The Buzz on Camila Acchiardo Vallejo’s Article

By: Anthony Palumbo

Camila Acchiardo Vallejo’s article, Avoiding a Risk/Risk Trade-off: An Analysis of the Legal Measures Necessary to Increase U.S. Pollinator Numbers, is an insightful look into the diminishing number of honeybees and the conundrums surrounding their survival. Camila’s analytical ability and years of environmentally focused education, including a minor in Environmental Science with University Honors from St. Mary’s University and being a candidate to receive the Environmental Law certificate, help exemplify a practical solution to a serious problem.

The article first discusses the importance of pollinators and the possible reasons why their numbers are in a decline. A main reason for the decline, that is raised in the article, is pesticide use. Then Camila highlights the current and proposed actions to increase pollinator populations that are taking place in the United States. As she explains, this problem involves a holistic response from everyone ranging from farmers to President Obama. Next, Camila discusses the ban on neonicotinoids and how the European Union is implementing it. The last section, Part IV, presents a possible legal and administrative resolution that could potentially protect bees – a multifaceted approach targeting bee stressors. The suggested solution Camilla proposes questions the current measures being implemented to resolve the problem and advocates a response that is backed by a proven method. If her approach is not followed, Camila predicts the United States will experience a risk/risk tradeoff.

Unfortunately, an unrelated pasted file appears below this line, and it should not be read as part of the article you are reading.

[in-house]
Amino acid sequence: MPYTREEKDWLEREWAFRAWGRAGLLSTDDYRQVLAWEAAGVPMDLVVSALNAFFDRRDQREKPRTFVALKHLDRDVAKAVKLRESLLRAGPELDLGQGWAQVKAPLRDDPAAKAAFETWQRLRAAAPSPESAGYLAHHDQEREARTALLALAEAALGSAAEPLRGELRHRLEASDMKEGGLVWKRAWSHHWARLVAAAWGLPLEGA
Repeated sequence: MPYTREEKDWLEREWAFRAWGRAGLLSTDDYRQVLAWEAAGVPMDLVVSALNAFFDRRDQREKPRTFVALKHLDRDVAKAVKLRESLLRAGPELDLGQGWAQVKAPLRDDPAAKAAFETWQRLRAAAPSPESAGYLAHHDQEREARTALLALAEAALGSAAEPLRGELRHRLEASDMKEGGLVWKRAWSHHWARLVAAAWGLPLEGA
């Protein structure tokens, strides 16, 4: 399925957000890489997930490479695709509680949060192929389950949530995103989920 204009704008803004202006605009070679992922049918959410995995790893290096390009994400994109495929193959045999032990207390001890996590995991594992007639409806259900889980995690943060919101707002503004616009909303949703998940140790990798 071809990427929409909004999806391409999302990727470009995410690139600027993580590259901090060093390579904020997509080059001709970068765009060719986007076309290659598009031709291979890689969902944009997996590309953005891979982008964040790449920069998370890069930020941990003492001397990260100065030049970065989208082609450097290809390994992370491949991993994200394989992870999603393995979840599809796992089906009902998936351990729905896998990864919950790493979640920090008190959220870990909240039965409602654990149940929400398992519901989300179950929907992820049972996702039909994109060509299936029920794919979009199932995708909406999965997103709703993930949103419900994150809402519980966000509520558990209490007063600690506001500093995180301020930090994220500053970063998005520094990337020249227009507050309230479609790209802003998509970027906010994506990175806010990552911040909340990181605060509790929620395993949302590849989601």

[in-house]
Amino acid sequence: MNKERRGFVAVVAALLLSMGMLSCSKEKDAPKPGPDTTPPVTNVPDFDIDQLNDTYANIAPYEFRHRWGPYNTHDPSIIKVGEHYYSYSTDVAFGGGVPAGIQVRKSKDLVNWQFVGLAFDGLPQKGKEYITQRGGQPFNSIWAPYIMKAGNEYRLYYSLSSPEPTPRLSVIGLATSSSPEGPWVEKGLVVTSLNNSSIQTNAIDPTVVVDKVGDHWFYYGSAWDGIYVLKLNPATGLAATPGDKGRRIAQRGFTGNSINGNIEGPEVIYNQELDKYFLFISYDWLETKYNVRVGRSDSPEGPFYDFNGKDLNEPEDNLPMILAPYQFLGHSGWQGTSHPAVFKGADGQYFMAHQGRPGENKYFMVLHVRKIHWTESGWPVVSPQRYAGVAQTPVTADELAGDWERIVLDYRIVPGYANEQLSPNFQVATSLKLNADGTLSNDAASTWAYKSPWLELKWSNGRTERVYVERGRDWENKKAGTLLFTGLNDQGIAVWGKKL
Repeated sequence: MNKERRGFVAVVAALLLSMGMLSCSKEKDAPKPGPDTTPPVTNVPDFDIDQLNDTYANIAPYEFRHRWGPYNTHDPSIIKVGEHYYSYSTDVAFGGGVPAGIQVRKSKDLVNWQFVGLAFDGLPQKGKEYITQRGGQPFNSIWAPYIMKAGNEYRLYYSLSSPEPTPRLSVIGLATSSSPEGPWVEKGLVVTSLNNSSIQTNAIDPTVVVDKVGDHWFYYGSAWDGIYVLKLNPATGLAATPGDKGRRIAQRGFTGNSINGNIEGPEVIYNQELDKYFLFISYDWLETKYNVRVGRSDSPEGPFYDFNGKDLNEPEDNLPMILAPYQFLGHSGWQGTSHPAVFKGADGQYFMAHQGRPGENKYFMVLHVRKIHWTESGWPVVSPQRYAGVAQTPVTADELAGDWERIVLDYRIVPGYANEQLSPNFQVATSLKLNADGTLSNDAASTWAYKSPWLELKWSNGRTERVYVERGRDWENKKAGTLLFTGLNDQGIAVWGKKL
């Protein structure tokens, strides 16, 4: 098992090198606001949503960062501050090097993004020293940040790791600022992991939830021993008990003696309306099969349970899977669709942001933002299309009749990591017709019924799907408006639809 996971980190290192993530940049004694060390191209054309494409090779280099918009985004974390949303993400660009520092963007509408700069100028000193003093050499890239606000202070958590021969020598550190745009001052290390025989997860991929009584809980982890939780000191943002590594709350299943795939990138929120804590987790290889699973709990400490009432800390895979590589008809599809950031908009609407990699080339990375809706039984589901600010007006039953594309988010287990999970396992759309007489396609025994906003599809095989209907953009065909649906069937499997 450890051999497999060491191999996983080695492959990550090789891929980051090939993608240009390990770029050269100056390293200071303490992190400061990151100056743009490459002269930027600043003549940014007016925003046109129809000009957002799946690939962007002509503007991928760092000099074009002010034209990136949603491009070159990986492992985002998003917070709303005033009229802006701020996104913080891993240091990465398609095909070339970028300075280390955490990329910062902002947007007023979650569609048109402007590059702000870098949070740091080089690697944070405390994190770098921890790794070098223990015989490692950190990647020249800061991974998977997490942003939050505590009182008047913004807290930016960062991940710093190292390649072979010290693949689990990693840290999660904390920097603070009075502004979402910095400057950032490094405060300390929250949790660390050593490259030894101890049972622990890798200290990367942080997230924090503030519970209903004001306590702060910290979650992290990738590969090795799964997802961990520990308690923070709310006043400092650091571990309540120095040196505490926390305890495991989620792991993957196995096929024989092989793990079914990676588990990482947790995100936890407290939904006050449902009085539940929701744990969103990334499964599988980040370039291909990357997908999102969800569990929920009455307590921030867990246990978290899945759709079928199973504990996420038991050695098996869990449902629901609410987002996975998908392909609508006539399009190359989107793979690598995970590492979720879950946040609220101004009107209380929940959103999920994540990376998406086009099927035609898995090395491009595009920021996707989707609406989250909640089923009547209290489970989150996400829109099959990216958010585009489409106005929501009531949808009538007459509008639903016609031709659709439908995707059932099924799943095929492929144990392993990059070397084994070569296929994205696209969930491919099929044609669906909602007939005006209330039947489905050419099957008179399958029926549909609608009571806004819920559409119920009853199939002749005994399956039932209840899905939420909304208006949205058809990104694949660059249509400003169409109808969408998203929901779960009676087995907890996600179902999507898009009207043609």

The importance of the issues and solutions in this article should be known by all. The honeybee crisis we are experiencing could and is changing our food system. This article should not only be of interest to those who enjoy the sweet taste of honey, but everyone who eats. For the full article and detailed information on the honeybee crisis be sure to check out Camila Acchiardo Vallejo’s upcoming article.
Camila’s article can be found in Pace Environmental Law Review’s Spring 2017 issue.


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